In his 2010 seminar, "Seductive Interaction Design," DfE judge Stephen P. Anderson looks at ways we can employ psychology to design interactions that are more fun, engaging, and effective.

He gives a physical example of seductive interaction design in a set of stairs that have been painted to look like piano keys and configured with sensors to play notes when stepped on. The design put use of the stairs up 66 percent over the escalator right next to them.

Anderson also looks to LinkedIn's profile completeness feature, which launched in 2004 and makes a rewarding game out of adding information to your profile (the more you add, the higher your completeness percentage). He says that the success of each leads back to a broad set of psychological principles.

There are many paths to creating the type of innovative designs Anderson describes, but often, the need for familiarity and intuitiveness in interaction design takes precedence over unique or innovative interactions (and digging into fields like psychology to develop them). Sometimes, however, unique combinations of platforms, requirements, constraints, user needs, and other factors demand new interactions or substantial redesigns of older ones.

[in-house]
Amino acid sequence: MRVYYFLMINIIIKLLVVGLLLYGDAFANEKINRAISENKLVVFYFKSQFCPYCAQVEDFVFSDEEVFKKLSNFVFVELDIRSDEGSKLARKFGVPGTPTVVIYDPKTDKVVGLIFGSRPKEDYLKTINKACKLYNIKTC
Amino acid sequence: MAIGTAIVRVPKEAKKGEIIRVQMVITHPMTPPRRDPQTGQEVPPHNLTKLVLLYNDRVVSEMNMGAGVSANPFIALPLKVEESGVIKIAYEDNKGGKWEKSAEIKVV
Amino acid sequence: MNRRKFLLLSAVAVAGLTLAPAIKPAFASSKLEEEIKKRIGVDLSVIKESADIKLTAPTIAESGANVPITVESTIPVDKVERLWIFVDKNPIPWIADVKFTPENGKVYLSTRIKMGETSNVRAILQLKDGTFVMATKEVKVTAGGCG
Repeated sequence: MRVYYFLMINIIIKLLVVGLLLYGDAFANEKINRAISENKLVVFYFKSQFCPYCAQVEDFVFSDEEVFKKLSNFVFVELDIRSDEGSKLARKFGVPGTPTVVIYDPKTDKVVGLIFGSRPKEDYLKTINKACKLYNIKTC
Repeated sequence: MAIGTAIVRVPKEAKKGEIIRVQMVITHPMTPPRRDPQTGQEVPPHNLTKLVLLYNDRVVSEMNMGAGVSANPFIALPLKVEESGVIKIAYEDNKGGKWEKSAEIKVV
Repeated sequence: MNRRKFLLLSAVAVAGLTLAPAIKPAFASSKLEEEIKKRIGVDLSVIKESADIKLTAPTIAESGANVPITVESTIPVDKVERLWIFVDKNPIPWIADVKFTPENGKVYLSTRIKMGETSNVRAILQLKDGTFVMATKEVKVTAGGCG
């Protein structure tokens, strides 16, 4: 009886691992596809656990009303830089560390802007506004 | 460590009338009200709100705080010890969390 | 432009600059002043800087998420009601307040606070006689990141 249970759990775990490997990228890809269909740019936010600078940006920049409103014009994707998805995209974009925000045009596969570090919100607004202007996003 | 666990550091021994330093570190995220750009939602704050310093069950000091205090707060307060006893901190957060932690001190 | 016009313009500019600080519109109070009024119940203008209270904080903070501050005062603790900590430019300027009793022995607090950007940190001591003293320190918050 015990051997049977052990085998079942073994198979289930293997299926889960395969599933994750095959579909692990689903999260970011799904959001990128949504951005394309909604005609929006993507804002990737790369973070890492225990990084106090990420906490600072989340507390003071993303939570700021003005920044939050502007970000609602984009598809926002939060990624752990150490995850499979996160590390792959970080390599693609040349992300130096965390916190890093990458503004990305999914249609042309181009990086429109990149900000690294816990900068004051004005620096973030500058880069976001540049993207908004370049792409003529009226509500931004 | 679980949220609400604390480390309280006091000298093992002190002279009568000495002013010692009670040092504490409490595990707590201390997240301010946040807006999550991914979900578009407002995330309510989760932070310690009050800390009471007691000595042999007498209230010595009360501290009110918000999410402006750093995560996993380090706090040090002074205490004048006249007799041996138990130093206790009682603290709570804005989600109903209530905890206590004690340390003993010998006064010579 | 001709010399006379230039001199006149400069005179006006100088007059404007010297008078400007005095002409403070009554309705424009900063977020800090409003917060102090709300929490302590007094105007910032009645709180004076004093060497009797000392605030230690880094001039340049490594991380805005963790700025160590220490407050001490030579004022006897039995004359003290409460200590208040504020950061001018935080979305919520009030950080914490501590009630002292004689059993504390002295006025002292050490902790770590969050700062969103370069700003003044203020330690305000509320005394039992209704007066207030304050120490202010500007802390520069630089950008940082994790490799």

The DfE Interaction Design Innovation award recognizes specific, designed interactions that innovate or depart from convention to contribute to the quality, ease of use, engagement, and effectiveness of the a product or solution.

If you know of prodcuts, services, agencies, companies, or teams that have successfully implemented an innovative interaction design, nominate them. If you think that your product/service/agency/company/team has created one, apply for this award right now!

Also of note: Stephen P. Anderson will be giving the closing keynote at Gamification 2013, which kicked off today (October 2, 2013) on the University of Waterloo Stratford Campus in Ontario.

Image of carpenter's hand courtesy Shutterstock